Sep 262005
 
Authors: Anne Farrell

"If the stars should appear but one night every thousand years how man would marvel and stare," said Ralph Waldo Emerson.

Although stars appear every night, on Tuesdays the Madison McDonald Observatory opens to the public, giving CSU students a chance to marvel at the heavens from a new perspective.

Led by physics and astronomy professor Roger Culver, students look through a 16-foot reflecting Cassegrain Optical System to observe the night sky. On average, 20 to 25 people attend the sessions.

Reflecting telescopes, such as the one in the observatory, use mirrors to collect and magnify light. Light collects initially in a concave mirror where it is reflected into a convex secondary mirror, creating the magnification.

The most interesting sight Culver has seen through the telescope is when fragments from the Shoemaker-Levy Nine comet hit Jupiter in July 1994. Dark impact spots could be seen, he said.

Those who attend look at the moon and various other planets, Culver said. Currently Mars is getting closer to Earth and will be its closest at the end of October and early November.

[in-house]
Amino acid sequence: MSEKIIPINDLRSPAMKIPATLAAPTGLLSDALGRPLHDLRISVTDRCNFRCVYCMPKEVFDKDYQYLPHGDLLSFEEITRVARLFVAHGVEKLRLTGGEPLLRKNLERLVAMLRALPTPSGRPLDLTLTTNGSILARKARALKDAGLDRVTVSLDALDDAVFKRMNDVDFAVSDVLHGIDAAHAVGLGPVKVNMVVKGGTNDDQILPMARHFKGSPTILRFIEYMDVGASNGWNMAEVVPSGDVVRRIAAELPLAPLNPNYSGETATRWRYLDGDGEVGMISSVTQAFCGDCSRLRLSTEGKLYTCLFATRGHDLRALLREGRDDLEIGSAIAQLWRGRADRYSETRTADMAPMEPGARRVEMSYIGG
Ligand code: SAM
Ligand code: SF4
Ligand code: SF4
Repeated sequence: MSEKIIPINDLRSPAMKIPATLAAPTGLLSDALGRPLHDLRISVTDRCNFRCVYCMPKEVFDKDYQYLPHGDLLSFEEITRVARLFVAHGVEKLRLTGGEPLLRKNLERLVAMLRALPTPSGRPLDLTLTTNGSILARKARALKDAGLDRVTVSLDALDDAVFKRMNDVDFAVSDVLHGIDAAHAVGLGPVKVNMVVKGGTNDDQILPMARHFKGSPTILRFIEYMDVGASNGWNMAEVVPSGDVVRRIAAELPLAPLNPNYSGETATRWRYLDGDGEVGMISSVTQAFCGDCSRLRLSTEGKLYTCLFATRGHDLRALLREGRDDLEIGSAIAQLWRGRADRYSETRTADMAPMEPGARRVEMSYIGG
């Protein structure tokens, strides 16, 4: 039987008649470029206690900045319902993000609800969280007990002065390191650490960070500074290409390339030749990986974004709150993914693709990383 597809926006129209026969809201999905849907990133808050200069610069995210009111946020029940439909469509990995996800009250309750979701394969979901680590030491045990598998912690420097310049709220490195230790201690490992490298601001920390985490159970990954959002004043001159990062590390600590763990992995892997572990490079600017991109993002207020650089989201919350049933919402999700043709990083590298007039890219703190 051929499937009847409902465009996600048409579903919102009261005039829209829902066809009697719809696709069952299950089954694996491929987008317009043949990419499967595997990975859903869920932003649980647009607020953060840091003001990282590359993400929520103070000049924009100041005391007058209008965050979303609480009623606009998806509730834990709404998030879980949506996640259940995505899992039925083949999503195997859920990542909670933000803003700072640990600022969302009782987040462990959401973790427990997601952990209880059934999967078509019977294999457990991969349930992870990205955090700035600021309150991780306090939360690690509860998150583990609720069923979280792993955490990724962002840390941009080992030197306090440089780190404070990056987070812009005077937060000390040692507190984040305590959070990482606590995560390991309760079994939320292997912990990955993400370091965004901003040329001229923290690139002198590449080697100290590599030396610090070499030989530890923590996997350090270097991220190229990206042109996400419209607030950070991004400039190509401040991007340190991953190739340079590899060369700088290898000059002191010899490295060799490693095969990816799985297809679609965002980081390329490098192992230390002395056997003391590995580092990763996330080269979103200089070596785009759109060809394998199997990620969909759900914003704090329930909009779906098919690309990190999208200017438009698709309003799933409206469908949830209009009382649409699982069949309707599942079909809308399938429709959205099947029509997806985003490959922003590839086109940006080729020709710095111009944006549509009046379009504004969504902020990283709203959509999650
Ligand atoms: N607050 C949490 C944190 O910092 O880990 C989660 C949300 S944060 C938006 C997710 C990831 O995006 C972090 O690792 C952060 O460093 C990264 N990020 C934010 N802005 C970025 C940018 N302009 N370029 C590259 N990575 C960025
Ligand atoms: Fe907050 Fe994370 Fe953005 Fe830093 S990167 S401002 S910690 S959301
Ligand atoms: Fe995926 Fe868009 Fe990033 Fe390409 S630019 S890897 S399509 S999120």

In 2003, Mars was the closest to the Earth it had been in more than 66,000 years, reaching a bare 35.5 million miles away when it is normally 64 million. It will not be this close in November.

Erin Daniels, a junior history education major , said her favorite planet is, "Saturn, because it's unique with its rings and how big it is."

The observatory itself is an entity of the CSU physics department and is used by a number of classes in varying departments across campus.

Culver said the best part of instructing the observatory is, "to see the enthusiasm (from the students) because a lot of these kids have never seen this stuff before."

The observatory is located on East Drive, south of the Natural and Environmental Sciences building and north of the Insectary building. Tuesday nights are open to the public from 7:30 to 8:30 p.m. and are free of charge.

"I like wondering what's out there," said Blair Kiefer, sophomore psychology major , "Discovering the possibilities. Stargazing is a peaceful feeling."

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